Hugh Pickens writes "Although most Americans take the safety of their drinking water for granted, ordinary tap water can become contaminated within minutes, says Prof. Abraham Katzir of Tel Aviv University's School of Physics and Astronomy who has developed a fiber-optic system that can detect poisons such as pesticides in water in amounts well below the World Health Organization safety threshold using 'colors' in the infrared spectrum which distinguish between pure and contaminated water. 'With our naked eyes we can't distinguish between pure water and water that contains a small amount of alcohol or acetone. They're all clear,' says Katzir. 'But we can clearly distinguish between liquids using an infrared spectrometer which can distinguish between "colors" in the invisible infrared spectrum.' Connected to a commercial infrared spectrometer, the fibers serve as sensors that can detect and notify authorities immediately if a contaminant has entered a water reservoir, system, building or pipeline. 'Toxic materials are readily available as pesticides or herbicides in the agriculture industry, and can be harmful if consumed even in concentrations as low as few parts per million,' says Katzir. Cities like New York are especially susceptible to a chemoterrorist threat. With many skyscrapers holding water reserves on the top of the building, a terrorist only needs to introduce poison into a tank to wreak havoc. 'A terrorist wouldn't have to kill tens of thousands of people. Only 50 deaths — as horrible as that would be — would cause nationwide panic,' says Katzir."
Seth Shostak of the SETI Institute recently wrote an opinion piece for the NY Times discussing the limitations of our space technology. He makes the harsh point that transporting human beings to other star systems isn't a reasonable goal even on a multi-generational time frame. However, advances in robotics and data gathering could instead bring the planets and stars to us, and do it far sooner. Quoting: "Sending humans to the stars is simply not in the offing. But this is how we could survey other worlds, around other suns. We fling data-collecting, robotic craft to the stars. These proxy explorers can be very small, and consequently can be shot spaceward at tremendous speed even with the types of rockets now available. Robot probes don't require life support systems, don't get sick or claustrophobic and don't insist on round-trip tickets. ... These microbots would supply the information that, fed to computers, would allow us to explore alien planets in the same way that we navigate the virtual spaces of video games or wander through online environments like Second Life. High-tech masks and data gloves, sartorial accessories considerably more comfortable than a spacesuit, would permit you to see the landscape, touch objects and even smell the air."
Singularity Hub writes "The Fertility Institutes recently stunned the fertility community by being the first company to boldly offer couples the opportunity to screen their embryos not only for diseases and gender, but also for completely benign characteristics such as eye color, hair color, and complexion. The Fertility Institutes proudly claims this is just the tip of the iceberg, and plans to offer almost any conceivable customization as science makes them available. Even as couples from across the globe are flocking in droves to pay the company their life's savings for a custom baby, opponents are vilifying the company for shattering moral and ethical boundaries. Like it or not, the era of designer babies is officially here and there is no going back."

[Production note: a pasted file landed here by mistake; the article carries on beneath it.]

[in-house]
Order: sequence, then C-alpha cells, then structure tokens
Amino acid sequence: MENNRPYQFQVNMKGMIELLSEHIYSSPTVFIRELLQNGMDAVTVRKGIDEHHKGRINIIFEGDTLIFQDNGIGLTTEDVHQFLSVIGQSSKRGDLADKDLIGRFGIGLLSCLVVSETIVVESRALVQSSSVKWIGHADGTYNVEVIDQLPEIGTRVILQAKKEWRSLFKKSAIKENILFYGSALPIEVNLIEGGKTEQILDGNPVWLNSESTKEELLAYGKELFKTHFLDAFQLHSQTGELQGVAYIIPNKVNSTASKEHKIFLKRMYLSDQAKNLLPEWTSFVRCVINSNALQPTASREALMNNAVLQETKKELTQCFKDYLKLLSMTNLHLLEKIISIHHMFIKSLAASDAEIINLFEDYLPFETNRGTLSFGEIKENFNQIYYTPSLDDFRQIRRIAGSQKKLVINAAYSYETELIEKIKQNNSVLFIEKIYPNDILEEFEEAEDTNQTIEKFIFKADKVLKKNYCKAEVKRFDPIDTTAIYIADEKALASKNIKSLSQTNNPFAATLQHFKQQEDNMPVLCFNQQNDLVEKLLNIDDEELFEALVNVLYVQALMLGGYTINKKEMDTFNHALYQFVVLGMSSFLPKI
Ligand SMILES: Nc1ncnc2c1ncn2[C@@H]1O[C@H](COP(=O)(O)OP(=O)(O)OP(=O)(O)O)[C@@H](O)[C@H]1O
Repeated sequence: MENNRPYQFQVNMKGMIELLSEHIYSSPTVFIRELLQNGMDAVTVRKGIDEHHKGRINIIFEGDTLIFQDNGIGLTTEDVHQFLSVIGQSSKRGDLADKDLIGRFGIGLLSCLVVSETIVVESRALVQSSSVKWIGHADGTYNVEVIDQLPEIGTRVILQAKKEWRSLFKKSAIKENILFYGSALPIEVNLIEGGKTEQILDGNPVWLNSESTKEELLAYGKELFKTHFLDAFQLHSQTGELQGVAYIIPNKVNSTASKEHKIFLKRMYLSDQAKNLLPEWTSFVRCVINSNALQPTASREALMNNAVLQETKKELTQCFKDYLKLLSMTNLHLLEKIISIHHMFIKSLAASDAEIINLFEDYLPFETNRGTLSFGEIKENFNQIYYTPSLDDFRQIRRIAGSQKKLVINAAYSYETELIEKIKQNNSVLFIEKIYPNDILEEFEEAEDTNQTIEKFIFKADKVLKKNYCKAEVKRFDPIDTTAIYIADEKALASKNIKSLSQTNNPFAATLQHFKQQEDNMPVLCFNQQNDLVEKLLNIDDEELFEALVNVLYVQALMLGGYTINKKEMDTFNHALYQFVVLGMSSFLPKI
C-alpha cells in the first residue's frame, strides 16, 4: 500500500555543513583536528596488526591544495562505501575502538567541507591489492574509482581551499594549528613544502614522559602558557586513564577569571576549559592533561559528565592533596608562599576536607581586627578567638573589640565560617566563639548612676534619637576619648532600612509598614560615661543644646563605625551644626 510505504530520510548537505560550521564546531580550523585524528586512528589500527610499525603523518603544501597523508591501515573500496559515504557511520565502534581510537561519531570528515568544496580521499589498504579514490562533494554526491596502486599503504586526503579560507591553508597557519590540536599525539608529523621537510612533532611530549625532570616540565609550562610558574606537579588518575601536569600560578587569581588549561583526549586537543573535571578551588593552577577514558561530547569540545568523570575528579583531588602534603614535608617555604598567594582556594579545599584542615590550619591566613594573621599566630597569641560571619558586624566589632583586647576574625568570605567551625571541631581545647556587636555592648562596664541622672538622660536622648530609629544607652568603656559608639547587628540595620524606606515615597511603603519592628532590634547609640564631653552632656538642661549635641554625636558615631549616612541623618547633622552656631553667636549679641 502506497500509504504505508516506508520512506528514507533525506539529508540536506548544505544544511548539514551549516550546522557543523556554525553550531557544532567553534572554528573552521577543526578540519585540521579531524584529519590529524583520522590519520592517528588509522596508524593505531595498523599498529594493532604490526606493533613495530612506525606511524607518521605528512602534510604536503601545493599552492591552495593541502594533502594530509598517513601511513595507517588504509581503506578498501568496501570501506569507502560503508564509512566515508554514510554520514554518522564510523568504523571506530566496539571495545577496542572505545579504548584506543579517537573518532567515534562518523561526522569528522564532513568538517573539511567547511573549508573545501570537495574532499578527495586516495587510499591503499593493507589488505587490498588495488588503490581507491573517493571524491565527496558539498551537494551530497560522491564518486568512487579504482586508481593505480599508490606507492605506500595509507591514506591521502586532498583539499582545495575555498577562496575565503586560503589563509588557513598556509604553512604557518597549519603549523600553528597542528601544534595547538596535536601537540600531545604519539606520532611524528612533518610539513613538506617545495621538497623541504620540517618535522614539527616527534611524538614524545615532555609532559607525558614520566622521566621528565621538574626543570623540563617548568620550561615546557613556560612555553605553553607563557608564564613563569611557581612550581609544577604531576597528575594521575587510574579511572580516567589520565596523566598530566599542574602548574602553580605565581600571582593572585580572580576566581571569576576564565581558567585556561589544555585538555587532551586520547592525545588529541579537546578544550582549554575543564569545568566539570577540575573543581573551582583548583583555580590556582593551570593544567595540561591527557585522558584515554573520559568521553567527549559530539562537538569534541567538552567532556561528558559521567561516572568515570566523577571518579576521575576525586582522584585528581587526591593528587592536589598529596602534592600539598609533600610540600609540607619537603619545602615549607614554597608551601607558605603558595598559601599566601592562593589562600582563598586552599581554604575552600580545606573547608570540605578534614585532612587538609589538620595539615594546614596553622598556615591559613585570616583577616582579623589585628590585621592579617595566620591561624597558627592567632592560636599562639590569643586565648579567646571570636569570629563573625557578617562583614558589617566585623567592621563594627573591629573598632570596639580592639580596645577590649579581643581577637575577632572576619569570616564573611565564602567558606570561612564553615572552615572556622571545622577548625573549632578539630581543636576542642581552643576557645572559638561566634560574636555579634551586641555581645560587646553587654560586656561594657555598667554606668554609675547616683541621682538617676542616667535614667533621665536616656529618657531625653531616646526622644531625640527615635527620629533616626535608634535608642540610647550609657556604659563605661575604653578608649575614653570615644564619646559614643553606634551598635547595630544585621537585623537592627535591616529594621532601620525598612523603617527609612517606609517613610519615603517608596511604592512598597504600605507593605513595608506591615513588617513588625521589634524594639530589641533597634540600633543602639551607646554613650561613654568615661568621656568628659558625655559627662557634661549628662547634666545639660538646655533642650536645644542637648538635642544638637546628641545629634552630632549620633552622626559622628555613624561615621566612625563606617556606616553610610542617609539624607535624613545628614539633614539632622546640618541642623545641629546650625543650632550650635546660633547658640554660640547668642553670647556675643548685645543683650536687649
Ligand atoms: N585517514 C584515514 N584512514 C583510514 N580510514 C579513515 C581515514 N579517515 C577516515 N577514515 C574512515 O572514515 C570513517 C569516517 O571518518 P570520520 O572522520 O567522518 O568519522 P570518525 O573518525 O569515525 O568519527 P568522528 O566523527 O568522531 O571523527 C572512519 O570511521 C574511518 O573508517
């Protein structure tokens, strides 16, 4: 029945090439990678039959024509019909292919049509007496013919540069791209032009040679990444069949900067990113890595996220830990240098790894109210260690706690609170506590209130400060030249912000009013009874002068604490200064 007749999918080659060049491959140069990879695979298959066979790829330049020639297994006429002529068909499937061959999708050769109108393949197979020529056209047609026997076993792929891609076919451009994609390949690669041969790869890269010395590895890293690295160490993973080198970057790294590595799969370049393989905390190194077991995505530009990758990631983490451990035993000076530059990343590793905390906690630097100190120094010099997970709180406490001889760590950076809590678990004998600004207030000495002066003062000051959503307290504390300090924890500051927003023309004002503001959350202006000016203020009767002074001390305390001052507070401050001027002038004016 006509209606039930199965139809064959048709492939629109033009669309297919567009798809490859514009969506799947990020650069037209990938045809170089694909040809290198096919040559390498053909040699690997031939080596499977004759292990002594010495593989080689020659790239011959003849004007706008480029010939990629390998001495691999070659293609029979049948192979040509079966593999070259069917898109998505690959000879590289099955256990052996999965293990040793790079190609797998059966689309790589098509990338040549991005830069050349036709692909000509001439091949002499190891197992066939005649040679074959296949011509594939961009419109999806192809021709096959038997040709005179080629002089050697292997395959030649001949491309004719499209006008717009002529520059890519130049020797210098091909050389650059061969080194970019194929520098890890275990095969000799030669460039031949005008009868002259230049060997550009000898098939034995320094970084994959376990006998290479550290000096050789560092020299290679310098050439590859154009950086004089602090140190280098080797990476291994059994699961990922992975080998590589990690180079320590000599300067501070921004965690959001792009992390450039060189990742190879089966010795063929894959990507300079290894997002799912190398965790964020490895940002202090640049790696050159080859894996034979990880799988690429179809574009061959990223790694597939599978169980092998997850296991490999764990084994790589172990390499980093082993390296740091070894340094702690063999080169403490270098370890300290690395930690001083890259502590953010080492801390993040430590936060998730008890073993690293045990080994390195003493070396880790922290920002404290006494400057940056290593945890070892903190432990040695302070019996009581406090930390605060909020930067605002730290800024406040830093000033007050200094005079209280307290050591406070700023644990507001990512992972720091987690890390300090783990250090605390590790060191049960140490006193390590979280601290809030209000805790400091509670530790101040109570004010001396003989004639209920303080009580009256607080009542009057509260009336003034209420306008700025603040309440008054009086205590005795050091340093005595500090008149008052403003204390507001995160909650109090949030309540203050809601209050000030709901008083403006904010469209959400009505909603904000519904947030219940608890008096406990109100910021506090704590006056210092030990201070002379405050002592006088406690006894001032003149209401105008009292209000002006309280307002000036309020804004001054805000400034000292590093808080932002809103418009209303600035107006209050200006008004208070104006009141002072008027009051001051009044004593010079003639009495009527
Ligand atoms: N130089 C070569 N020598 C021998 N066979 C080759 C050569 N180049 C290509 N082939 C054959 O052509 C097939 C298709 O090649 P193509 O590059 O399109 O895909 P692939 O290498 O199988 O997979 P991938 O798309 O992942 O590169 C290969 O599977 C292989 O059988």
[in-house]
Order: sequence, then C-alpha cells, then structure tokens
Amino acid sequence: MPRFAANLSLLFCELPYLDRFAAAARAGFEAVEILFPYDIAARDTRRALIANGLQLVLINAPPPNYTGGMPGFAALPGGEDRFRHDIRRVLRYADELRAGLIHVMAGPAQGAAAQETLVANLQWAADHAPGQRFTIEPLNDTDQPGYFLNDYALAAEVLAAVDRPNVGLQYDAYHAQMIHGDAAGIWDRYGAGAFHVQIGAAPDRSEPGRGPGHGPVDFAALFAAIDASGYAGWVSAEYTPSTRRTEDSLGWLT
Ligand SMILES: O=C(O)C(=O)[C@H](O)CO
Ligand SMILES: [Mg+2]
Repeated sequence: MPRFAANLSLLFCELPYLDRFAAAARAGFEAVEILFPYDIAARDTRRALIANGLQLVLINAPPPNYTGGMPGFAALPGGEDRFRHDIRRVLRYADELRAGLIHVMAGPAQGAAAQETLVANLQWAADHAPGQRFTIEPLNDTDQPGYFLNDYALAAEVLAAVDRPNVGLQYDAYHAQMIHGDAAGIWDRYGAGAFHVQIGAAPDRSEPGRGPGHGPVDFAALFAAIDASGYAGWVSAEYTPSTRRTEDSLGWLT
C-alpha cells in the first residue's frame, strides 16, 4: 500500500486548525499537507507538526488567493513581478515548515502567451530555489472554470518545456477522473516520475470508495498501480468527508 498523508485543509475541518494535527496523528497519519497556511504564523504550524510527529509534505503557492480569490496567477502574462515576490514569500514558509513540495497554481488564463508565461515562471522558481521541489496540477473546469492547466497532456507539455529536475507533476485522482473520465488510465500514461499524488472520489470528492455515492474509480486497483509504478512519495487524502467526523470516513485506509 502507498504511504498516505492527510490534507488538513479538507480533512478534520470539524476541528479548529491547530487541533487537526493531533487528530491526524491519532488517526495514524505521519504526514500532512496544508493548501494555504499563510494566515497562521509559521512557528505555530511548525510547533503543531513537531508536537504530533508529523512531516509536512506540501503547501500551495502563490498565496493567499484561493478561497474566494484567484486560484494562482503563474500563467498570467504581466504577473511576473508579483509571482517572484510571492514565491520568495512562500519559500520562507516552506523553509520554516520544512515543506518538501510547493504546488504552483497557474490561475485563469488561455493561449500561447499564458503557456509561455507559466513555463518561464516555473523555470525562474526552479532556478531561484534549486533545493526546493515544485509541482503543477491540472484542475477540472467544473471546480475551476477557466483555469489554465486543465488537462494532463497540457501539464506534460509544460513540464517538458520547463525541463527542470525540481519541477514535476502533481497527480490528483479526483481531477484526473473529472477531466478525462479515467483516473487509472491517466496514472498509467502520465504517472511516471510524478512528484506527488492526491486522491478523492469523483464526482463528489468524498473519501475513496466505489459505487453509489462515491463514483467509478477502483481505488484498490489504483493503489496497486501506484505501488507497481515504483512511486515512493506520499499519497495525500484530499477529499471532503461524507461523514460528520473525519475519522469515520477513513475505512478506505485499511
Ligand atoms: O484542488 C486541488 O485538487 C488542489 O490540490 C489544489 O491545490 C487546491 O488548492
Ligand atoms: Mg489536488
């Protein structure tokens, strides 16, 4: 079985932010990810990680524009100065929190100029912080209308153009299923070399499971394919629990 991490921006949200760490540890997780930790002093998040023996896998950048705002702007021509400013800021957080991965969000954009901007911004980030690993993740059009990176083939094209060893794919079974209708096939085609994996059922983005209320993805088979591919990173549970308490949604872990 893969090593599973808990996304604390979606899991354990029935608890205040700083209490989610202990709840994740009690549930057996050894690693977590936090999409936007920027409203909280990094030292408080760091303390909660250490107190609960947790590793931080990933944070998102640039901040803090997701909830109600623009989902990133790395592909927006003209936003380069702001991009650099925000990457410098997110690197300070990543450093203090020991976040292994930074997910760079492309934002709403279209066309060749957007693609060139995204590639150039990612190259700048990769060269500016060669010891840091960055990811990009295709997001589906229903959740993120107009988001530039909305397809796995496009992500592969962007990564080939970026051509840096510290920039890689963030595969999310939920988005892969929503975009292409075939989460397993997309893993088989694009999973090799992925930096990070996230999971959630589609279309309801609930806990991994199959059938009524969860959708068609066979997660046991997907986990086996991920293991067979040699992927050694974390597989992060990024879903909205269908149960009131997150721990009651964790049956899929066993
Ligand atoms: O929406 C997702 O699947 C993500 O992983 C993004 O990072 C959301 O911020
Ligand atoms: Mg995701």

Link to Original Source
Link to Original Source
SailorSpork writes "Fans of furries and anime-style cat girls will be disappointed by the news that attempts to create human animal hybrids have failed. Experiments by British scientists to create embryonic stem cells by putting human DNA into cow or rabbit eggs had raised ethical concerns, but the question of how we would treat sub-humans will have to wait until we actually figure out how to make them."
strikeleader writes "TechCrunch has an article from an interview with General Kevin Chilton, US STRATCOM commander and the head of all military cyber warfare. Who protects us? 'Basically no one. At most, a number of loose confederations of computer scientists and engineers who seek to devise better protocols and practices — unincorporated groups like the Internet Engineering Task Force and the North American Network Operators Group. But the fact remains that no one really owns security online, which leads to gated communities with firewalls — a highly unreliable and wasteful way to try to assure security.'"
DynaSoar writes "NASA astrophysicists have discovered what they claim is something outside the observable universe exerting an effect on the observable. The material is pulling clusters of galaxies towards a region of space known not to contain sufficient matter to create the effect. They can only speculate on what the material is and how space might differ there: 'In these regions, space-time might be very different, and likely doesn't contain stars and galaxies (which only formed because of the particular density pattern of mass in our bubble). It could include giant, massive structures much larger than anything in our own observable universe. These structures are what researchers suspect are tugging on the galaxy clusters, causing the dark flow.'"